October, in Roman times known as the eighth month of the year and in old Dutch it used to denote the wine month. Nowadays October is also known as Rocktober, a name that makes me want to wear my old denim ‘battle’ jacket and whip my hair around to live rock music. Also this October I’ve seen some live music, but it’s been a curious collection of events, including opera, musicals and proper rock concerts!
An overview of Rocktober 2013
Opera: The Wasp Factory
Surprisingly Rocktober for me kicked off with an opera! I was one of the lucky fews to get to see the sold-out Wasp Factory at the Royal Opera House.
Far from the traditional type of opera though as the music was written by Iceland-based composer and musician Ben Frost who ‘is recognised for his experimental music drawing widely on influences of minimalism, post-punk, black metal and noise’.
Apparently I was there on the same night as Simon and Yasmin Le Bon which made my night at the opera a true rock and roll event.
Before the show I met up with the lovely Ben Frost and Borgar Magnason, who played the double bass during the performance.
Borgar also plays with Sigur Rós and was very pleased with the airing of the recent episode of The Simpsons set in Iceland which features music by Sigur Rós. In a very funny and cheeky way he confided the following: ‘Every time I hear the double bass in that episode, I think ka-ching!’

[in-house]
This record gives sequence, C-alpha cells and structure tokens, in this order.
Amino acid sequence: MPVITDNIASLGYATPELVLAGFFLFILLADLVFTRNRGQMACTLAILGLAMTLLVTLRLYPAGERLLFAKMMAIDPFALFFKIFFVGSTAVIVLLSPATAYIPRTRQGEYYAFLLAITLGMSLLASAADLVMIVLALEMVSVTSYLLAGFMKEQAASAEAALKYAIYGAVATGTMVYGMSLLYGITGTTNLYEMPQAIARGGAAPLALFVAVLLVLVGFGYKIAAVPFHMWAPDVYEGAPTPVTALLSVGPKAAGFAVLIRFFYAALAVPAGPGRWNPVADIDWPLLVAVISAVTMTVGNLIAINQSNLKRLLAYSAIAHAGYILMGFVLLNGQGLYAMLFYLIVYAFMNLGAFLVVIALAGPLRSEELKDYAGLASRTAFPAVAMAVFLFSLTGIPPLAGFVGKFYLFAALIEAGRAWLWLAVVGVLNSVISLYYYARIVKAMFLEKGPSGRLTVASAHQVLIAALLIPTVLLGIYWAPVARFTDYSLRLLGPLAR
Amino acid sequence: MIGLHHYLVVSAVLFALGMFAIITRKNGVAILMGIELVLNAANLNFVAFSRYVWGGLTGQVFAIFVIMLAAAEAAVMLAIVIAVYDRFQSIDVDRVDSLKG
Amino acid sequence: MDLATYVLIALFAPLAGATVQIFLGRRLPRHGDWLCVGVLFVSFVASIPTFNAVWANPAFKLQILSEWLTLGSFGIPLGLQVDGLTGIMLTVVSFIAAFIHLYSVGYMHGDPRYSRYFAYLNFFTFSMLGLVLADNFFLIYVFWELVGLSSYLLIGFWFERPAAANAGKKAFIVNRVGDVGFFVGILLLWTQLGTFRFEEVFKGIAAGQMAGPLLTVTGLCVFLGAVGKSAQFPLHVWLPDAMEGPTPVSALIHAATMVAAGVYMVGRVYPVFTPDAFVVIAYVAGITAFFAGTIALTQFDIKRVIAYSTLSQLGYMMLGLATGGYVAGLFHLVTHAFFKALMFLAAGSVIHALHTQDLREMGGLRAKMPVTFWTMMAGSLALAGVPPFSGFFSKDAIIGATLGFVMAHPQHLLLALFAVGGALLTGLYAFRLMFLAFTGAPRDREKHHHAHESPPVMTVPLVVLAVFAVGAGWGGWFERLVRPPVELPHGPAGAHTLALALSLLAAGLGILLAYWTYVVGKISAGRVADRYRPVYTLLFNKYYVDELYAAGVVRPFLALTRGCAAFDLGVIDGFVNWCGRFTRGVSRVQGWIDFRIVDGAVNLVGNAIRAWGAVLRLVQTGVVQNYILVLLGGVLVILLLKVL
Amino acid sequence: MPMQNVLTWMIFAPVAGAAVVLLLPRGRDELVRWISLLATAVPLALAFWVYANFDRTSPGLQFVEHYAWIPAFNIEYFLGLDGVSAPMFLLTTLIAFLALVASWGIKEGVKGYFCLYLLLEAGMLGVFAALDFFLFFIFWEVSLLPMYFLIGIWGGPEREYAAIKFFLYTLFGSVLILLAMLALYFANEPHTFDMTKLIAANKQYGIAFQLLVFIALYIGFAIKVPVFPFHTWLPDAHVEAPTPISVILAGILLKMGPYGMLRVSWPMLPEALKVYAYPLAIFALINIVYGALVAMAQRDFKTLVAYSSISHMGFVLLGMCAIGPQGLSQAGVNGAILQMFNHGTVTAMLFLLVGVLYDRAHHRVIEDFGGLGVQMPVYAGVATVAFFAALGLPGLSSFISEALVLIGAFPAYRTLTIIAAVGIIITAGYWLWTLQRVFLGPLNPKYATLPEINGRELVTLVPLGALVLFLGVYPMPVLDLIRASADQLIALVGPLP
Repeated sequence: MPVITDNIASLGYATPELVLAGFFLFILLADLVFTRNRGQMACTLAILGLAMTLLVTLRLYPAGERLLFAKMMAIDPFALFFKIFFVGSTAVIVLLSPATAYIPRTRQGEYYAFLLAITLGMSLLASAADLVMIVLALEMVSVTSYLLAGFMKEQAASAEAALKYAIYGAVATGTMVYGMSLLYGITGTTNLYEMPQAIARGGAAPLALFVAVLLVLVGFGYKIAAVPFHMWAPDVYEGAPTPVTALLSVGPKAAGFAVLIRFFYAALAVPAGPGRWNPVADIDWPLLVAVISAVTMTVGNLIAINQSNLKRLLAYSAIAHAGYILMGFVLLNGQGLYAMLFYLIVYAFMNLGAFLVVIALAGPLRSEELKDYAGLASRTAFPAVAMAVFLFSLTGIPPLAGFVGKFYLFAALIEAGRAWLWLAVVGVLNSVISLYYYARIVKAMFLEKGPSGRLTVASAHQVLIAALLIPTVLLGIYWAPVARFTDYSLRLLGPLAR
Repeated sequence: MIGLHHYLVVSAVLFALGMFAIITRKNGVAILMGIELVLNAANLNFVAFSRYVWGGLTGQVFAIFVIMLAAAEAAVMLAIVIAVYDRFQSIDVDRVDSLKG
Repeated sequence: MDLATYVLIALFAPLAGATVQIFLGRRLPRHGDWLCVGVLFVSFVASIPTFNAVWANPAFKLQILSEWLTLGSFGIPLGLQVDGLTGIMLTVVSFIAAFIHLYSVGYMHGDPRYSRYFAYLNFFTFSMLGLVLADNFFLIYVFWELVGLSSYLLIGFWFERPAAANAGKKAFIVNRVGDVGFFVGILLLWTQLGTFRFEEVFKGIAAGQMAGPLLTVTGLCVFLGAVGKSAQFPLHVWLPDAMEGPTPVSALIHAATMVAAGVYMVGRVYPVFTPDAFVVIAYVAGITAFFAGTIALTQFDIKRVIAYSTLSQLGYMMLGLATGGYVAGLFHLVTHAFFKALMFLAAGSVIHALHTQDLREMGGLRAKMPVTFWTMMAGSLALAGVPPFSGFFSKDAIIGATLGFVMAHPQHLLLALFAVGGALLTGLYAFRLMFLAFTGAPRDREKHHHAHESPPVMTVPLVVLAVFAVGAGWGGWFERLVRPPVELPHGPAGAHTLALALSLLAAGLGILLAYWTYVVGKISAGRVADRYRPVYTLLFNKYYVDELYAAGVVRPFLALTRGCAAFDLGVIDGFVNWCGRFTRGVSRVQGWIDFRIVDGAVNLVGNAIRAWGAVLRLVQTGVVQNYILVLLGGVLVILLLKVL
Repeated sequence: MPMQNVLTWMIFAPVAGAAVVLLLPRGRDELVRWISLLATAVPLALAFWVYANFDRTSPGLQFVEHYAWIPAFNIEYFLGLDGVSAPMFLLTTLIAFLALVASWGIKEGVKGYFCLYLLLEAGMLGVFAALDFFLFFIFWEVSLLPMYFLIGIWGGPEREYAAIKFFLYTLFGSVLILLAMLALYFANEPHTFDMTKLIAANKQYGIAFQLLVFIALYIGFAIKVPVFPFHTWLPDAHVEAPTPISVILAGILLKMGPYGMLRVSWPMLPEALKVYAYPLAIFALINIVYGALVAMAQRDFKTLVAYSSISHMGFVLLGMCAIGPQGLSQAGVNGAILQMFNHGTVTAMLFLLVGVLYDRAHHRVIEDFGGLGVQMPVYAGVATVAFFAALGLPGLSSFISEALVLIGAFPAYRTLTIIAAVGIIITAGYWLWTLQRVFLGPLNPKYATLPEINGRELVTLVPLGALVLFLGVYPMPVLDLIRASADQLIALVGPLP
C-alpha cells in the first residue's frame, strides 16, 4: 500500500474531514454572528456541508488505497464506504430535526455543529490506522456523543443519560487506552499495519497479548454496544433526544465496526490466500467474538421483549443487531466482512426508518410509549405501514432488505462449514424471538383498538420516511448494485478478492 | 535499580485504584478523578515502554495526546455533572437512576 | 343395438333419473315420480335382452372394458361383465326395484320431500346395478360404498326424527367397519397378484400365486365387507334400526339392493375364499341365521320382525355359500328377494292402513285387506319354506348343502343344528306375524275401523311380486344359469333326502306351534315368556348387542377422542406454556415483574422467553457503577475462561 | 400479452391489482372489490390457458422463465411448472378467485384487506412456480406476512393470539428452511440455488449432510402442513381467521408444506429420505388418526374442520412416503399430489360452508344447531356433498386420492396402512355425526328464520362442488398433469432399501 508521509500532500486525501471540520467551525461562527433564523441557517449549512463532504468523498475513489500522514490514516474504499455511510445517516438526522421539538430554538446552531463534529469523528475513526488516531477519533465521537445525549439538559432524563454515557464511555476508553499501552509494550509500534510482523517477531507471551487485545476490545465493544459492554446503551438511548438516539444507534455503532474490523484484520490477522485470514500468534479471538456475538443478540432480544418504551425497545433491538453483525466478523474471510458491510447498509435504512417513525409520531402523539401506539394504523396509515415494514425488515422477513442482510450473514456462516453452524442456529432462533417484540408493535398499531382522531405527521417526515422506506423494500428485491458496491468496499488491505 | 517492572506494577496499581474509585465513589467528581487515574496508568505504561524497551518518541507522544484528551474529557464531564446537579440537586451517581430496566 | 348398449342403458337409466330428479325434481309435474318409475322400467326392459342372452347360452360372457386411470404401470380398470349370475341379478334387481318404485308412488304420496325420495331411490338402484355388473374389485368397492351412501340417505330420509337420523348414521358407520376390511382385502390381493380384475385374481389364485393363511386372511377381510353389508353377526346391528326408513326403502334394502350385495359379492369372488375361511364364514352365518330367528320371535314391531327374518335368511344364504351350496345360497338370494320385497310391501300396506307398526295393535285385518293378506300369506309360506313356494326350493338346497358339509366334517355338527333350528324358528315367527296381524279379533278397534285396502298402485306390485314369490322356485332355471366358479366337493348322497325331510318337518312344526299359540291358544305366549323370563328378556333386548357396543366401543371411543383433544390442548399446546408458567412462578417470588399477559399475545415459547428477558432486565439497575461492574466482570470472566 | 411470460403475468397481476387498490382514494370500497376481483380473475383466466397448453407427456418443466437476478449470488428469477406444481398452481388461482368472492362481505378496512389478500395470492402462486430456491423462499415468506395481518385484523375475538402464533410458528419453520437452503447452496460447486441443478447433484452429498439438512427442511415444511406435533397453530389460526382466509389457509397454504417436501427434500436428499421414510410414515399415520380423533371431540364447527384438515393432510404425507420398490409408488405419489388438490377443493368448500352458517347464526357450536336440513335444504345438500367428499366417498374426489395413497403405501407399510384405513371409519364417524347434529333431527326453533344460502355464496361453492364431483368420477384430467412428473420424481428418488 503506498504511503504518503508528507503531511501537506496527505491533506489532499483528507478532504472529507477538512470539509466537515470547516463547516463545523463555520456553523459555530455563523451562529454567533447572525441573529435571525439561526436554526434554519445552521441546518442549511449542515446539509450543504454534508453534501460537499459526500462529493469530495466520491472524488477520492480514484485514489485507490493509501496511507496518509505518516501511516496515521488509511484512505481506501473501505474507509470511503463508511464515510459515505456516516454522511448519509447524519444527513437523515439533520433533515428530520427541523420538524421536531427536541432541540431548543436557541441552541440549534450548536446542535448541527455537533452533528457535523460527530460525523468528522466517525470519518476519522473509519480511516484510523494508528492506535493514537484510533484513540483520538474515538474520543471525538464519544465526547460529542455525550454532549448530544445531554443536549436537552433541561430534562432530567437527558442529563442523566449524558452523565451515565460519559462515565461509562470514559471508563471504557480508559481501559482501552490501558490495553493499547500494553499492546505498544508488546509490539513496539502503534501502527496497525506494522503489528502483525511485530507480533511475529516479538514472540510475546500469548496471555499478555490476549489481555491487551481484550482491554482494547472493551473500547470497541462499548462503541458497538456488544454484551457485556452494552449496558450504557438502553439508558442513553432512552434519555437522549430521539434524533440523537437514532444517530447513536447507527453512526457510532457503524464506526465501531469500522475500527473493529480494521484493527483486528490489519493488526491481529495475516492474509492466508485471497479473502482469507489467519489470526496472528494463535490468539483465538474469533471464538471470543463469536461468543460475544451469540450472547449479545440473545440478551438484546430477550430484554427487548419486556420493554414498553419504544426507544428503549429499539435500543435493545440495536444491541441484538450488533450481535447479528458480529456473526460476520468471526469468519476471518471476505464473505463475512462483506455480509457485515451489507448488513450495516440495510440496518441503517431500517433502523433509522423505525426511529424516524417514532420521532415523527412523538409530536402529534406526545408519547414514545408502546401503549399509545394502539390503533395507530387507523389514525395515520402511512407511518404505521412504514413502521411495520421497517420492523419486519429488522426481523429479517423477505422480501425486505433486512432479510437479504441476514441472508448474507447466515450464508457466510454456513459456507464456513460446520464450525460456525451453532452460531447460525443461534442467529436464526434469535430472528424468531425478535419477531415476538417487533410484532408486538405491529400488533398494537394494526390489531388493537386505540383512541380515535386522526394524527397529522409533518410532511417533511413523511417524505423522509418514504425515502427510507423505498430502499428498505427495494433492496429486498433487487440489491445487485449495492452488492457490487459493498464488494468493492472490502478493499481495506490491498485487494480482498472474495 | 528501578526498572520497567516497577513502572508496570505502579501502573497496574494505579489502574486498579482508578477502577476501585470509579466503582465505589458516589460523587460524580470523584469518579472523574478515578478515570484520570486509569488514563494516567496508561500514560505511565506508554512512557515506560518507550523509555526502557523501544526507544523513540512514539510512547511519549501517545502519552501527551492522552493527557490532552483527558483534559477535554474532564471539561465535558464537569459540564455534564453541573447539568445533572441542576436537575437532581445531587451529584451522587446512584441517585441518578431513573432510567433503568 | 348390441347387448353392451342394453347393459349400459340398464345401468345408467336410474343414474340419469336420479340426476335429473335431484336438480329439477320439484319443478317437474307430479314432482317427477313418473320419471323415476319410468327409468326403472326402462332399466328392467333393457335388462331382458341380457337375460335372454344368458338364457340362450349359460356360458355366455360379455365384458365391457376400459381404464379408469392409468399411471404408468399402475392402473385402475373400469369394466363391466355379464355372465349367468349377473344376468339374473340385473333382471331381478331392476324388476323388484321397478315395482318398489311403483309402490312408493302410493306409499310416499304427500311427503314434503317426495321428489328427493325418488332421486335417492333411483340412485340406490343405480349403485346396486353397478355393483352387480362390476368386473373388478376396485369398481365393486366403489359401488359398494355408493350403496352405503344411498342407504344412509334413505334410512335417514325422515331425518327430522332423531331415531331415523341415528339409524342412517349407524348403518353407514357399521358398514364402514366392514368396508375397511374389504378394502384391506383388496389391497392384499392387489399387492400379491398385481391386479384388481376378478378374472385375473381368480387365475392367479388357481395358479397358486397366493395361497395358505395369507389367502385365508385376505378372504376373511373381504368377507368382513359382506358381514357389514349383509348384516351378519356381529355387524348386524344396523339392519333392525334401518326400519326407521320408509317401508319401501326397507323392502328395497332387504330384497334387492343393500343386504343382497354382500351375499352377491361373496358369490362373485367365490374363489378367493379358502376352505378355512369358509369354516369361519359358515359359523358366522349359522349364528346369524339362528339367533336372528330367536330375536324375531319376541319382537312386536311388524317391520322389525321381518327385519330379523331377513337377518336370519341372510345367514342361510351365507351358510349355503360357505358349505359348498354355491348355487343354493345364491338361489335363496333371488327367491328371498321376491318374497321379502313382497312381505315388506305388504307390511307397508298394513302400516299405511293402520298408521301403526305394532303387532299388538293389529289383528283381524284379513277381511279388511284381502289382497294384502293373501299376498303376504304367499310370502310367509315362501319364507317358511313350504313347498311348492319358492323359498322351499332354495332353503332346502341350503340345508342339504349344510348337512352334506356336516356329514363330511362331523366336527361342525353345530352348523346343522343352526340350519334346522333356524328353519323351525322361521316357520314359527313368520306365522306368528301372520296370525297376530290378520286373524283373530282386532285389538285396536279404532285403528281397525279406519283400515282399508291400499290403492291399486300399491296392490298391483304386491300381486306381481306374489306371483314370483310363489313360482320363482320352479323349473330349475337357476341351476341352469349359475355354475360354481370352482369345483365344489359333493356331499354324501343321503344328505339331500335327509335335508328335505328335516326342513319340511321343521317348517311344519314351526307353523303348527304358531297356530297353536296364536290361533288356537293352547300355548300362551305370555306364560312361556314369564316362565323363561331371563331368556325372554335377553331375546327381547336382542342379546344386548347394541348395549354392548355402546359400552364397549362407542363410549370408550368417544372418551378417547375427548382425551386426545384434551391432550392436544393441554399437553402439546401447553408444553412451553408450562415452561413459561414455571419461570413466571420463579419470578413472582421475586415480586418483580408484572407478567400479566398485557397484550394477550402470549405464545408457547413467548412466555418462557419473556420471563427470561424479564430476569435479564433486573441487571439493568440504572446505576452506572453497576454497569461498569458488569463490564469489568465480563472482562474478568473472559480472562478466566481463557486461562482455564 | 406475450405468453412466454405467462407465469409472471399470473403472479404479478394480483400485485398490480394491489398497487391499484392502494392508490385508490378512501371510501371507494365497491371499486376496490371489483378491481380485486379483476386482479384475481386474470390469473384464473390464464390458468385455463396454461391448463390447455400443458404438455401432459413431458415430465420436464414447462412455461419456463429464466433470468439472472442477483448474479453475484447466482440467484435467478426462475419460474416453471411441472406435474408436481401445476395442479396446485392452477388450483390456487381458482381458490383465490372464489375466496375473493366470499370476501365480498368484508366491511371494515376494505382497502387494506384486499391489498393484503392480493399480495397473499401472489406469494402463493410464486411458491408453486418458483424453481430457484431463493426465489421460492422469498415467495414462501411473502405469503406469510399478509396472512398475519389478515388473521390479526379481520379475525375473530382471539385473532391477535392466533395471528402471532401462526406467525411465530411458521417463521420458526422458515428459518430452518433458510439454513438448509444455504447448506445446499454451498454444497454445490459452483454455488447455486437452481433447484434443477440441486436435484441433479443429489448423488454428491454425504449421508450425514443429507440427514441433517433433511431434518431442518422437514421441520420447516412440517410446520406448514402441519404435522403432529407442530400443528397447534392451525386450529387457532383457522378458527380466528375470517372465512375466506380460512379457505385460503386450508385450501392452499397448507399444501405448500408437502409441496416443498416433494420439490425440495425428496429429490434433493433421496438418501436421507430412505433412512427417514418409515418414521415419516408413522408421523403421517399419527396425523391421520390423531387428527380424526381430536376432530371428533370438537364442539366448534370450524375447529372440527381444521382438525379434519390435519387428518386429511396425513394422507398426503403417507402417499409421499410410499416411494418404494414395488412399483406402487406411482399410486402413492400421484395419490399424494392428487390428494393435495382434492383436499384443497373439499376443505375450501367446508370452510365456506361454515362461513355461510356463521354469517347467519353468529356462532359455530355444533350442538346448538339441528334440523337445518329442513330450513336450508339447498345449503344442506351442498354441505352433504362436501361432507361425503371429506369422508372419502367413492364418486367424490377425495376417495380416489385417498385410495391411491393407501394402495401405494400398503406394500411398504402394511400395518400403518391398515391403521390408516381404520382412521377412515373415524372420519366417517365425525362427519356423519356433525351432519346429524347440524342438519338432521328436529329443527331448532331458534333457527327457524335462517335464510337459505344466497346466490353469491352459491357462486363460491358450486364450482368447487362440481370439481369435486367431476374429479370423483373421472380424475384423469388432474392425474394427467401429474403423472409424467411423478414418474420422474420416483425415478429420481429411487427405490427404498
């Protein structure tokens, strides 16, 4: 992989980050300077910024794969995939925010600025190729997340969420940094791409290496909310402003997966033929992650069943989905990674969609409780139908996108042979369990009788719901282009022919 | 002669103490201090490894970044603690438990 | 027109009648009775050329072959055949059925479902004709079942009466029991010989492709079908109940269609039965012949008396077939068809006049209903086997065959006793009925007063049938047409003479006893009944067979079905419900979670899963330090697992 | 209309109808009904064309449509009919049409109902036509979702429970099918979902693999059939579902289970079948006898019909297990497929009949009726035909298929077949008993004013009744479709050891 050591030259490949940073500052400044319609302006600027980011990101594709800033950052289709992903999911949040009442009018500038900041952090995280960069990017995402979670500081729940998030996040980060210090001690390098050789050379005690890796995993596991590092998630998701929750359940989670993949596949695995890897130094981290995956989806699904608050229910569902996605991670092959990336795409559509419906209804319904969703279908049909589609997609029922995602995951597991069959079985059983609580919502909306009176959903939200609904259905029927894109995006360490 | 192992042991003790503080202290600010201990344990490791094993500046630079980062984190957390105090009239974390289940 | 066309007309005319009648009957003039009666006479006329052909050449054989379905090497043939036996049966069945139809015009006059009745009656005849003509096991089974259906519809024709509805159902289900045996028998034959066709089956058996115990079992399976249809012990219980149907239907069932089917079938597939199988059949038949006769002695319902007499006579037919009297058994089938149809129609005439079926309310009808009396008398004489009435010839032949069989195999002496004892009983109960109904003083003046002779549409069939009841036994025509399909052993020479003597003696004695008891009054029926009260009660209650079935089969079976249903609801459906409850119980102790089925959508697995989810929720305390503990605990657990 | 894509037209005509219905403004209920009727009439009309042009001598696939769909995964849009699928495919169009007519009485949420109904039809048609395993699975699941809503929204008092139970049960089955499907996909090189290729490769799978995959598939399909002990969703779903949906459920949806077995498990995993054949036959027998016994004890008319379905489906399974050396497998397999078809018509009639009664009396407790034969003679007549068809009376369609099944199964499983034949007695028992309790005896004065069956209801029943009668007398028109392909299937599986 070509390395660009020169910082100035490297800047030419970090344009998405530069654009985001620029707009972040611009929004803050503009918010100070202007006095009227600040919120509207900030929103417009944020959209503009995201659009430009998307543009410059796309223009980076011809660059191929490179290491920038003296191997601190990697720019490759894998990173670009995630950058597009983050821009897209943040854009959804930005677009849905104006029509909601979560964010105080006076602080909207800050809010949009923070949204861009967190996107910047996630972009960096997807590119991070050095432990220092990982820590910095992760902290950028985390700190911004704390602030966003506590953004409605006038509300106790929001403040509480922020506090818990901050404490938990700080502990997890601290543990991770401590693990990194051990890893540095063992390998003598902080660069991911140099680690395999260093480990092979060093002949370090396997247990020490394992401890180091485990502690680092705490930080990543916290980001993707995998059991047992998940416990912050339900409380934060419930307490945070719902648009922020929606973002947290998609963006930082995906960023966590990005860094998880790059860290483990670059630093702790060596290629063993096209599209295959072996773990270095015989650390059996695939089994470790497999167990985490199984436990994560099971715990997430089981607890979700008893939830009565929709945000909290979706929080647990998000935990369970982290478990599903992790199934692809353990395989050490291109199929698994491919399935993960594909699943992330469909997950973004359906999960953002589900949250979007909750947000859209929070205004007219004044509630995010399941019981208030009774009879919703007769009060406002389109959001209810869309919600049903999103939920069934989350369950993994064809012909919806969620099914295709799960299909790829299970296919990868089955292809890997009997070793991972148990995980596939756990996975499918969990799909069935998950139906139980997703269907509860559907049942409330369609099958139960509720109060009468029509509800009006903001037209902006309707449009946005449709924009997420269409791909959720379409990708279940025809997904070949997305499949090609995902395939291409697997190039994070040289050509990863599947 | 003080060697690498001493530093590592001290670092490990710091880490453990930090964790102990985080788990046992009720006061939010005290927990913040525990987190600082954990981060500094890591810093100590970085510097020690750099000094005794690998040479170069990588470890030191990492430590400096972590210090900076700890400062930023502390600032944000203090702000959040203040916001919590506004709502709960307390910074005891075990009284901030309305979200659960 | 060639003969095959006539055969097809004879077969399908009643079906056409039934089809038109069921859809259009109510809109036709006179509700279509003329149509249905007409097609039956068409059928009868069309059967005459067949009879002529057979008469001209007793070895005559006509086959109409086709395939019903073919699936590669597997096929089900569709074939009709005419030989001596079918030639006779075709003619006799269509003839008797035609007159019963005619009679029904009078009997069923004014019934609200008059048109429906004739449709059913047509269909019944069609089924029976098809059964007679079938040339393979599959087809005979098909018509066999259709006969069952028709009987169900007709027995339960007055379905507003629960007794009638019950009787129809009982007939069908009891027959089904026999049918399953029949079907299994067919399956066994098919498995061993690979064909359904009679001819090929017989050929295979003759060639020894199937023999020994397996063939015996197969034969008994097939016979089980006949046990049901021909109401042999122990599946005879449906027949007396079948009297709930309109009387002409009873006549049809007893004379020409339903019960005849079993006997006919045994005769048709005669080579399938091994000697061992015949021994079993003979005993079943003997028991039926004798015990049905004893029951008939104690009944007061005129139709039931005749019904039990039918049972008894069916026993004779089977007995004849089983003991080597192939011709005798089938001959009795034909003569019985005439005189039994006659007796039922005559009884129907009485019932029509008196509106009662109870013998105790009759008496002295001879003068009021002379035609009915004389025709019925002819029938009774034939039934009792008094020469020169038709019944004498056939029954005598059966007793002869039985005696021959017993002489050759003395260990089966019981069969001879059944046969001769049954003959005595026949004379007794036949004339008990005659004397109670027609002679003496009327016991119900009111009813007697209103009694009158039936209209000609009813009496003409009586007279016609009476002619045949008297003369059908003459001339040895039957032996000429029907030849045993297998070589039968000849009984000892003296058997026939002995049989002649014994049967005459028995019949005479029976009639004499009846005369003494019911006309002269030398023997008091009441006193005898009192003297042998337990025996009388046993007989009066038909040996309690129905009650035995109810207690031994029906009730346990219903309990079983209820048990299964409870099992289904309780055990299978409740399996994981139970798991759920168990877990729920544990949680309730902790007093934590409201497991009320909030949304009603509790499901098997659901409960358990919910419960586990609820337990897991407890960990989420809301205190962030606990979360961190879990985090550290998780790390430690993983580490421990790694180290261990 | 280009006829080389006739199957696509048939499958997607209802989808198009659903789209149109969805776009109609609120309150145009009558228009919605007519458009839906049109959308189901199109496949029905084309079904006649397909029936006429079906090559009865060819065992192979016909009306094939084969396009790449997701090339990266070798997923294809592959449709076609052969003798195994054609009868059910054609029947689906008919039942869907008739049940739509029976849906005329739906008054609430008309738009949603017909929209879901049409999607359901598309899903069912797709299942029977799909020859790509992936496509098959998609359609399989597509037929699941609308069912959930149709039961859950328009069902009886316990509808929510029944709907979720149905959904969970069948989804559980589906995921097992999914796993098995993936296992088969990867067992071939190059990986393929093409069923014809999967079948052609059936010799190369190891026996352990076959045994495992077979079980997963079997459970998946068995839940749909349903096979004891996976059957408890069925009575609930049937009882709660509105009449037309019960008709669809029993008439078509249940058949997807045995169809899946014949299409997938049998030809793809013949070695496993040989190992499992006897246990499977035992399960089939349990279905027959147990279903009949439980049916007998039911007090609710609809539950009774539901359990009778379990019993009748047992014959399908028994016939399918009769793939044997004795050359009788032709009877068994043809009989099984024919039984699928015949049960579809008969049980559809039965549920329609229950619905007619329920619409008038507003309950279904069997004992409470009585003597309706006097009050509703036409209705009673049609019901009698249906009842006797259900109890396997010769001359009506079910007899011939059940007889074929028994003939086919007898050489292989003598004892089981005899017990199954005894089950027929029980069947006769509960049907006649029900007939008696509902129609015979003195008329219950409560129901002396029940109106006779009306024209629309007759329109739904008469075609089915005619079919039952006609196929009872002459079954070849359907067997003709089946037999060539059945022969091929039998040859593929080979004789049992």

For me the character with the most impressive role that evening was in fact the set. It subtly tilted and changed from a muddy dirt floor into a horizontal wall that the actors used to climb in and cling onto to.
I didn’t realise this transformation till after a long time though as the minimalistic set (with only three actors) and the ominous and unsettling score played by five musicians of the Reykjavik Sinfónia completely drew me into the piece. I admit I haven’t read the novel by Iain Banks yet, but certainly will after seeing the opera.
Musical: Jesus Christ Superstar
First of all: I am not a musical fan. I admire the grand productions, but I just don’t understand why people feel the need to sing entire monologues rather than reciting them in an eloquent manner to their audience. Also, I feel I can’t justify spending such ridiculous sums for a mere 2 hours.